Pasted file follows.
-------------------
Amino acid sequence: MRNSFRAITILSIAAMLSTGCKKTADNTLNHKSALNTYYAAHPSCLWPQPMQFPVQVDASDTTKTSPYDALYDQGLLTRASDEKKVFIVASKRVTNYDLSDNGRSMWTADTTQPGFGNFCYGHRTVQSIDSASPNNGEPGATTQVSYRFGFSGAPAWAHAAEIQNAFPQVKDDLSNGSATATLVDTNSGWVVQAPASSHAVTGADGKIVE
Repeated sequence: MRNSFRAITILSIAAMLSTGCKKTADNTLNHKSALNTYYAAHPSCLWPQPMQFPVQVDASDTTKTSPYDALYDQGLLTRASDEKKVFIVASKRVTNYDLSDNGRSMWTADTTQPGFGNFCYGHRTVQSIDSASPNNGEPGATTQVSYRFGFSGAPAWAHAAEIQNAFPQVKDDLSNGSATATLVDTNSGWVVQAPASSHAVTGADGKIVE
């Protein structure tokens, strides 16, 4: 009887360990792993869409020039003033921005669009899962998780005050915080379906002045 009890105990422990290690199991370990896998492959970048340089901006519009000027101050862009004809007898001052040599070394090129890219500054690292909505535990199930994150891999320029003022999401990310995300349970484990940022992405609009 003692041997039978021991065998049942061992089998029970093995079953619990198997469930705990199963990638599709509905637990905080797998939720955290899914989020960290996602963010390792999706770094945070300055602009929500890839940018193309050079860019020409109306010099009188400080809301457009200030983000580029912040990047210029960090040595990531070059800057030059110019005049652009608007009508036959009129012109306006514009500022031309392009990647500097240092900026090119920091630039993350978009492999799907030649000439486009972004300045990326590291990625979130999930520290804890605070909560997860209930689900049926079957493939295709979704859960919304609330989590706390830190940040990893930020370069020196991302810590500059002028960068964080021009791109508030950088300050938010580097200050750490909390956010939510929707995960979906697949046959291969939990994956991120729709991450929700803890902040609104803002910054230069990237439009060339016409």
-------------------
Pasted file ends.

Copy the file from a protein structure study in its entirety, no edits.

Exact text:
Amino acid sequence: MRNSFRAITILSIAAMLSTGCKKTADNTLNHKSALNTYYAAHPSCLWPQPMQFPVQVDASDTTKTSPYDALYDQGLLTRASDEKKVFIVASKRVTNYDLSDNGRSMWTADTTQPGFGNFCYGHRTVQSIDSASPNNGEPGATTQVSYRFGFSGAPAWAHAAEIQNAFPQVKDDLSNGSATATLVDTNSGWVVQAPASSHAVTGADGKIVE
Repeated sequence: MRNSFRAITILSIAAMLSTGCKKTADNTLNHKSALNTYYAAHPSCLWPQPMQFPVQVDASDTTKTSPYDALYDQGLLTRASDEKKVFIVASKRVTNYDLSDNGRSMWTADTTQPGFGNFCYGHRTVQSIDSASPNNGEPGATTQVSYRFGFSGAPAWAHAAEIQNAFPQVKDDLSNGSATATLVDTNSGWVVQAPASSHAVTGADGKIVE
């Protein structure tokens, strides 16, 4: 009887360990792993869409020039003033921005669009899962998780005050915080379906002045 009890105990422990290690199991370990896998492959970048340089901006519009000027101050862009004809007898001052040599070394090129890219500054690292909505535990199930994150891999320029003022999401990310995300349970484990940022992405609009 003692041997039978021991065998049942061992089998029970093995079953619990198997469930705990199963990638599709509905637990905080797998939720955290899914989020960290996602963010390792999706770094945070300055602009929500890839940018193309050079860019020409109306010099009188400080809301457009200030983000580029912040990047210029960090040595990531070059800057030059110019005049652009608007009508036959009129012109306006514009500022031309392009990647500097240092900026090119920091630039993350978009492999799907030649000439486009972004300045990326590291990625979130999930520290804890605070909560997860209930689900049926079957493939295709979704859960919304609330989590706390830190940040990893930020370069020196991302810590500059002028960068964080021009791109508030950088300050938010580097200050750490909390956010939510929707995960979906697949046959291969939990994956991120729709991450929700803890902040609104803002910054230069990237439009060339016409």